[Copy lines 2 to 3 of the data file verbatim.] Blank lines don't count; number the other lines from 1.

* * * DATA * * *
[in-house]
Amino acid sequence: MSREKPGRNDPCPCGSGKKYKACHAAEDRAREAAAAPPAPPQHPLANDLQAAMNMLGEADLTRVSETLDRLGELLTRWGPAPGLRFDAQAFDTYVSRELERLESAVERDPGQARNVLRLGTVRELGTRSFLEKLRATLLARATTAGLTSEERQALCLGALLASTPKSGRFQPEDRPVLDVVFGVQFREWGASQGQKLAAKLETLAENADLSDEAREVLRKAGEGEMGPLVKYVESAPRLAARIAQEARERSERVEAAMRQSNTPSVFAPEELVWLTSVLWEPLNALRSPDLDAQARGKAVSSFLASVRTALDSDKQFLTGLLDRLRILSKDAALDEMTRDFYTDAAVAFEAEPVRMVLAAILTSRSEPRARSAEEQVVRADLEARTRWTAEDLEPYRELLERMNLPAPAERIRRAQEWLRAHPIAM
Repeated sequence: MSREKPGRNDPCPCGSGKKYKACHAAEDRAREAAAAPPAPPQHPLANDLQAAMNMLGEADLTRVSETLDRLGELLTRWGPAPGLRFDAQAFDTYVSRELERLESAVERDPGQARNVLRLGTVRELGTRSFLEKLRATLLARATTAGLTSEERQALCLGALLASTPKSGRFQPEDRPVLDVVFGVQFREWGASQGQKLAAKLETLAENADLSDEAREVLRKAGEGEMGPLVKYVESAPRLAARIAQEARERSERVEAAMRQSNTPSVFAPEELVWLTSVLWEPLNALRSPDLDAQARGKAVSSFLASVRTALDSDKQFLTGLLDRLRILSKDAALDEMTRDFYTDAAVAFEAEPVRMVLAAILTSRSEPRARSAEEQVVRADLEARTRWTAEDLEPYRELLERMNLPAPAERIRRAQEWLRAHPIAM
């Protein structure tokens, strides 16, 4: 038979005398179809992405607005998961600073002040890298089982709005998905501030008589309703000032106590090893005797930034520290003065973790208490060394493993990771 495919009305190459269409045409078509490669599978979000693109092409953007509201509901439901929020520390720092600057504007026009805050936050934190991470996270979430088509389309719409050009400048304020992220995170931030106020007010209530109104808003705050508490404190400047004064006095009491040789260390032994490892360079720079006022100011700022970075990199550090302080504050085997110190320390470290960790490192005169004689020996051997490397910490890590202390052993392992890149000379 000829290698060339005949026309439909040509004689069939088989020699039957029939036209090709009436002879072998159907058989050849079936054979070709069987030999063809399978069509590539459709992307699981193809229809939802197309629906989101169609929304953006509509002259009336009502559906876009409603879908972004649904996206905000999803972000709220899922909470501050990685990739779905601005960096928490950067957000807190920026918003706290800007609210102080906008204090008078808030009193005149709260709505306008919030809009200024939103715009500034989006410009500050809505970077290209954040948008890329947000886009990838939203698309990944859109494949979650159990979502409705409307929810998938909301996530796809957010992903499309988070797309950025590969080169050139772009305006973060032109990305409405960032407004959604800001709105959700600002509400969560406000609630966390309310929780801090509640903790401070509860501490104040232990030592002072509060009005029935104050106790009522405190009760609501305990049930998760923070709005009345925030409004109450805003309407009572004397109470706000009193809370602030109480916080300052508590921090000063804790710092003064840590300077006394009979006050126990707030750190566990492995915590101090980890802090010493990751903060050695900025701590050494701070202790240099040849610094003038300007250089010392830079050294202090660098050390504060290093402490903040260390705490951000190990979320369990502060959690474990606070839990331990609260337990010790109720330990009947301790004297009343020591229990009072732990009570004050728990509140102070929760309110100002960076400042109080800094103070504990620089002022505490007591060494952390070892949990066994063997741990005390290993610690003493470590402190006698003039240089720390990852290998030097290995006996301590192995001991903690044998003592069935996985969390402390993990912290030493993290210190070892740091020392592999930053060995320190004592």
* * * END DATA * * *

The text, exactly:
Amino acid sequence: MSREKPGRNDPCPCGSGKKYKACHAAEDRAREAAAAPPAPPQHPLANDLQAAMNMLGEADLTRVSETLDRLGELLTRWGPAPGLRFDAQAFDTYVSRELERLESAVERDPGQARNVLRLGTVRELGTRSFLEKLRATLLARATTAGLTSEERQALCLGALLASTPKSGRFQPEDRPVLDVVFGVQFREWGASQGQKLAAKLETLAENADLSDEAREVLRKAGEGEMGPLVKYVESAPRLAARIAQEARERSERVEAAMRQSNTPSVFAPEELVWLTSVLWEPLNALRSPDLDAQARGKAVSSFLASVRTALDSDKQFLTGLLDRLRILSKDAALDEMTRDFYTDAAVAFEAEPVRMVLAAILTSRSEPRARSAEEQVVRADLEARTRWTAEDLEPYRELLERMNLPAPAERIRRAQEWLRAHPIAM
Repeated sequence: MSREKPGRNDPCPCGSGKKYKACHAAEDRAREAAAAPPAPPQHPLANDLQAAMNMLGEADLTRVSETLDRLGELLTRWGPAPGLRFDAQAFDTYVSRELERLESAVERDPGQARNVLRLGTVRELGTRSFLEKLRATLLARATTAGLTSEERQALCLGALLASTPKSGRFQPEDRPVLDVVFGVQFREWGASQGQKLAAKLETLAENADLSDEAREVLRKAGEGEMGPLVKYVESAPRLAARIAQEARERSERVEAAMRQSNTPSVFAPEELVWLTSVLWEPLNALRSPDLDAQARGKAVSSFLASVRTALDSDKQFLTGLLDRLRILSKDAALDEMTRDFYTDAAVAFEAEPVRMVLAAILTSRSEPRARSAEEQVVRADLEARTRWTAEDLEPYRELLERMNLPAPAERIRRAQEWLRAHPIAM